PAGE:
Japan Earthquake Relief via Red Cross

QUICK FACTS:

Location:  Northeast Japan

Project Type: Emergency Disaster Assistance via the Japanese Red Cross Society

People Served: Thousands

Project Cost: We have donated $1,000 personally, and will donate all that we raise through Round the World with Us to the Japan Red Cross Society

Timeline:  We made our donation to the Red Cross on May 21st and will turn over other donations monthly

Please help the victims of this devastating earthquake and tsunami.  Thousands of people are still homeless and in need of food and shelter.  We are here in Japan now (May, 2011) and are seeing first hand how much help is needed.

For every donation of at least $5, we will mail you a charity bracelet, which we got by donating $1,000 ourselves to the Red Cross while we visited Tokyo Disney.
Info on the earthquake and tsunami from wikipedia:

The 2011 Tōhoku earthquake, also known as the Great East Japan Earthquake, magnitude of 9.0, is the largest earthquake know to have hit Japan and one of the five largest earthquakes since 1900 when modern recording began.  It occurred at 14:46 JST (05:46 UTC) on Friday, 11 March 2011.  The earthquake triggered extremely destructive tsunami waves of up to 38.9 metres (128 ft) that struck Japan, in some cases traveling up to 10 km (6 mi) inland.

In addition to loss of life and destruction of infrastructure, the tsunami caused a number of nuclear accidents, of which by far the most serious was an ongoing level 7 event and 20 km (12 mi) evacuation zone around the Fukushima I Nuclear Power Plant (see 2011 Japanese nuclear accidents). The overall cost could exceed $300 billion, making it the most expensive natural disaster on record.[14][15][16]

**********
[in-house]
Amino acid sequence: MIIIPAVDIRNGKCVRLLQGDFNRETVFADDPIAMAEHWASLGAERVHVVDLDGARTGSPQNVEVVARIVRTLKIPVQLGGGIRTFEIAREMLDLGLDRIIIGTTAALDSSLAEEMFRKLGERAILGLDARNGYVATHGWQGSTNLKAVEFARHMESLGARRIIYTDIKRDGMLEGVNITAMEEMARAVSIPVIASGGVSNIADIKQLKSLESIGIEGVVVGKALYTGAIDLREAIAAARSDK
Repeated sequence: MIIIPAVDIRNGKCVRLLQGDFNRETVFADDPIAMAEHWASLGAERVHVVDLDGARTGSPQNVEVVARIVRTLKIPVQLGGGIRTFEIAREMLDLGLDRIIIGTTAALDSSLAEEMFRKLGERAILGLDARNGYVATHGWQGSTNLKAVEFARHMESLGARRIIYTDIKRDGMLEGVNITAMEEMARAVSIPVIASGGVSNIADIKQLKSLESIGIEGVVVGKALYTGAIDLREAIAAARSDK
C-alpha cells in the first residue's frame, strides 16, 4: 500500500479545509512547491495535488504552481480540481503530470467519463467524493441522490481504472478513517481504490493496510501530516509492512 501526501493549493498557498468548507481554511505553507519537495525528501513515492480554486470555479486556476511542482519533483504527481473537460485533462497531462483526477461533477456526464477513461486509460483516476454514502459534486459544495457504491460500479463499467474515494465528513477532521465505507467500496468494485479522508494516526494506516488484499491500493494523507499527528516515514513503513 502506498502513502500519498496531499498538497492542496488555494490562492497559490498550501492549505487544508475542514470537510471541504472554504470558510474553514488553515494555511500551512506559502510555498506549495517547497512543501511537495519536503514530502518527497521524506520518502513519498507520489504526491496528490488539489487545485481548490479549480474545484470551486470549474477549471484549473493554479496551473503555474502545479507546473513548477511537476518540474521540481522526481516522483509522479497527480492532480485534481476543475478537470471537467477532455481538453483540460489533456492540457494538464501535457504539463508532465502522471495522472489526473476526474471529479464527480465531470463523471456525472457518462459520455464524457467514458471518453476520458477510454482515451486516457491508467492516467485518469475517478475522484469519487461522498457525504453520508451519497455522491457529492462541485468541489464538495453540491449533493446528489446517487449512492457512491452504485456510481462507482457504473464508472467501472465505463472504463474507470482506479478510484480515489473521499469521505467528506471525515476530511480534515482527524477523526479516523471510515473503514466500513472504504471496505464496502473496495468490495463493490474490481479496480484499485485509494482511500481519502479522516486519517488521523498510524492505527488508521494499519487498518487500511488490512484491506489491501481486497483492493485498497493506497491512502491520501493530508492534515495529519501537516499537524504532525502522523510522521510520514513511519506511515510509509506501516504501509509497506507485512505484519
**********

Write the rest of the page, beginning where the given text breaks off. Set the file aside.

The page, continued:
The Japanese National Police Agency has confirmed 15,148 deaths,[4][5] 5,304 injured,[4][5] and 8,881 people missing[4][5] across eighteen prefectures, as well as over 125,000 buildings damaged or destroyed.[4][5] The earthquake and tsunami caused extensive and severe structural damage in Japan, including heavy damage to roads and railways as well as fires in many areas, and a dam collapse.[13][17] Around 4.4 million households in northeastern Japan were left without electricity and 1.5 million without water.[18] Many electrical generators were taken down, and at least three nuclear reactors suffered explosions due to hydrogen gas that had built up within their outer containment buildings after cooling system failure. Residents within a 20 km (12 mi) radius of the Fukushima I Nuclear Power Plant and a 10 km (6 mi) radius of the Fukushima II Nuclear Power Plant were evacuated. In addition, the U.S. recommended that its citizens evacuate up to 80 km (50 mi) of the plant.[19]

Japanese Prime Minister Naoto Kan said, “In the 65 years after the end of World War II, this is the toughest and the most difficult crisis for Japan.”[20] The earthquake moved Honshu 2.4 m (8 ft) east and shifted the Earth on its axis by 10 cm (4 in).[21][22] Early estimates placed insured losses from the earthquake alone at US$14.5 to $34.6 billion.[23] The Bank of Japan offered ¥15 trillion (US$183 billion) to the banking system on 14 March in an effort to normalize market conditions.[24]

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